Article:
Every Democrat improves in Virginia. The state is still significantly under polled. So far, each update makes it look bluer as real 2020 polls replace old elections in the averages.

Biden's lead moves from "strong" to "solid" in my categorization.

Sanders' and Warren's leads both improve from "weak" to "strong" in the categories.

All the polled Democrats increased their leads over the historical average margin. Washington is a blue state that is getting bluer. It is not in contention right now.

In Arizona, Warren improves a little bit against Trump, but every other combination is flat.

All of the Democrats have significant leads in Minnesota, and the new polling just increased the margins for those polled. Minnesota is not currently in play.

With this last update, Wisconsin moved from Weak Biden to Strong Biden, and from Strong Sanders to Weak Sanders.

But the most significant change was for Buttigieg, whose 4.2% lead (85% chance of winning) dropped to a 1.0% lead (56% chance of winning).

Iowa is a swing state for all candidate combinations. But with this last update, Sanders and Warren both weakened, with Sanders moving from slightly ahead to slightly behind. Biden strengthened, moving from just slightly behind to just slightly ahead. Warren drops to only a 14% chance of winning the state.

The worst Democrat in Maine (Biden) still has a 99.2% chance of winning the state. Maine (CD2) might come into play again, but Maine as a whole doesn't look like it will.

That's all the states.

Now to wrap things up by looking at the changes on the categorization view. I prefer the probabilistic view these days, but just looking at who leads where and by how much is still useful.

The expected case changes:

  • Biden vs. Trump: Biden +242 to Biden +254
  • Sanders vs. Trump: Sanders +232 to Sanders +190
  • Warren vs. Trump: Trump +20 to Warren +38

And the tipping point changes were:

  • Biden vs. Trump: Biden by 4.4% in WI to Biden by 5.3% in PA
  • Sanders vs. Trump: Sanders by 4.3% in VA -> Sanders by 4.7% in VA
  • Warren vs. Trump: Trump by 0.1% in NC to Warren by 0.3% in FL

A reminder that sometimes the "median case" in the probabilistic view can have a different leader than the "expected case" in the categorization view.

Divergence like this occurs when there are states that the leader barely leads, and there is a better chance of enough of them to make a difference flipping than there is of states flipping the other direction.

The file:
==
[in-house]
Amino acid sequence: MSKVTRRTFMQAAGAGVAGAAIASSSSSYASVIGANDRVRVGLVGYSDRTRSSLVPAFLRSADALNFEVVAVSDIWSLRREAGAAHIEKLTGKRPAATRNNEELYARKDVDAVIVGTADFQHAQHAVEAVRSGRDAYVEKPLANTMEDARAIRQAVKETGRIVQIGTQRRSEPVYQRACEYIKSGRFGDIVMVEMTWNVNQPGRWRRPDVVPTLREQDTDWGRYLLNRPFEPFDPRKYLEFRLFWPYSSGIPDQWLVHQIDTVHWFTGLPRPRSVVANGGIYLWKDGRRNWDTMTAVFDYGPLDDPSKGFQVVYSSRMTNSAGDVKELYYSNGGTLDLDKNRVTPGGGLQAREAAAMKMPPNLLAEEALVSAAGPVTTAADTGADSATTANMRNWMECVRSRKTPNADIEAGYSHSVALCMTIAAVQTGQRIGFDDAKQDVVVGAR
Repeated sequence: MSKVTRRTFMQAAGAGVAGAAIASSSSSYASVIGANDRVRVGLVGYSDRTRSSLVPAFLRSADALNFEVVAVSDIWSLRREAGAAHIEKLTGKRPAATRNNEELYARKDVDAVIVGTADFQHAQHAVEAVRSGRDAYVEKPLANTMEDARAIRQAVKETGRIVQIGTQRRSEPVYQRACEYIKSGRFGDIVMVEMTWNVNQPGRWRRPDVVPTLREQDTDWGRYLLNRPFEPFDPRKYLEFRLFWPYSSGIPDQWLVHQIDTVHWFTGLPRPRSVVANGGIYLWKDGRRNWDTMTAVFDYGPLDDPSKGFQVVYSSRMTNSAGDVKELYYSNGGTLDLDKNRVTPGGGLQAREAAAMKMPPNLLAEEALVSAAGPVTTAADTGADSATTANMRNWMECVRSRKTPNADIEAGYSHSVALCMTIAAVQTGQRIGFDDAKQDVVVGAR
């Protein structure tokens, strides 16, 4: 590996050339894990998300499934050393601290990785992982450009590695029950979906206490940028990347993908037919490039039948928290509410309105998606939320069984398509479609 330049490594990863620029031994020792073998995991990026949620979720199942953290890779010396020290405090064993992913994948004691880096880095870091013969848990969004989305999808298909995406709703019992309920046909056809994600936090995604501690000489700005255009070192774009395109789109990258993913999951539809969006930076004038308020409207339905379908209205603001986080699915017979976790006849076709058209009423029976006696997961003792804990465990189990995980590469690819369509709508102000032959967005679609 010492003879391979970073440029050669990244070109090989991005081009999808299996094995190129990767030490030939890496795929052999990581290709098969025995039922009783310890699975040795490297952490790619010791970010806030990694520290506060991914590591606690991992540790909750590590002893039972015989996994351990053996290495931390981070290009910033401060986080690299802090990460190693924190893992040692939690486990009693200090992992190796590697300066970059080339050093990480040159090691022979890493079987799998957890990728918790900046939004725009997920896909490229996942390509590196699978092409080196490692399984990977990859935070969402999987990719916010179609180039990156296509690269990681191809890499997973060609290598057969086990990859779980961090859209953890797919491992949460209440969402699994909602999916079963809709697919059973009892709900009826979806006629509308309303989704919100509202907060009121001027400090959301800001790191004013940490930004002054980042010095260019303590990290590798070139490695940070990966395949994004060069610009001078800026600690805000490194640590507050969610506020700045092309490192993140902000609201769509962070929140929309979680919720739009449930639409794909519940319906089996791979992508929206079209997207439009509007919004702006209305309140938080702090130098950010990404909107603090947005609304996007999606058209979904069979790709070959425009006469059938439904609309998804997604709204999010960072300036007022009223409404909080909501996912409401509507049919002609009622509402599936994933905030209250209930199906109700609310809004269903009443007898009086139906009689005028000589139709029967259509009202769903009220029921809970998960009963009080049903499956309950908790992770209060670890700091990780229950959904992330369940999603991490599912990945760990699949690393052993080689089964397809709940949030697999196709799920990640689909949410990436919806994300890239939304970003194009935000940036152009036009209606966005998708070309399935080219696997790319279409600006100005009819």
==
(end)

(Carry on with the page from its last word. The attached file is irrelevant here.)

One final categorization comparison to show the three tiers of Democratic candidates against Trump that I mentioned at the start of the post. Time to look at the "spectrum of the states" for the five Democrats against Trump and compare what they look like:

The Democrats that are winning decisively:

The Democrat who is leading, but narrowly:

The Democrats whose chances are a coin toss:

And that is where we are.

367.7 days until polls start to close.

For more information:

This post is an update based on the data on the Election Graphs Electoral College 2020 page. Election Graphs tracks a poll-based estimate of the Electoral College. The charts, graphs, and maps in the post above are all as of the time of this post. Click through on any image to go to a page with the current interactive versions of that chart, along with additional details.

Follow @ElectionGraphs on Twitter or Election Graphs on Facebook to see announcements of updates. For those interested in individual poll updates, follow @ElecCollPolls on Twitter for all the polls as I add them. If you find the information in these posts informative or useful, please consider visiting the donation page.

Slow Week

Since last week's update, there have been new polls in Montana, Connecticut, and North Carolina.

Warren vs. Trump is now the "best-polled candidate combination" based on the metric I use, so it is now the default when you go to the Election Graphs 2020 Electoral College page, displacing Biden vs. Trump.

Overall this week, Biden weakened a little bit versus Trump, but he is so far ahead at the moment it doesn't make much difference. All of the other Democrats tracked here get a little bit stronger against Trump with this week's polling.

Looking at the categorization model first, only North Carolina made a difference:

Biden's lead decreased a bit. Sanders and Harris improved a lot. Warren and Buttigieg got a little stronger.

So how did this impact the national picture?

Let's look at some graphs to illustrate the changes.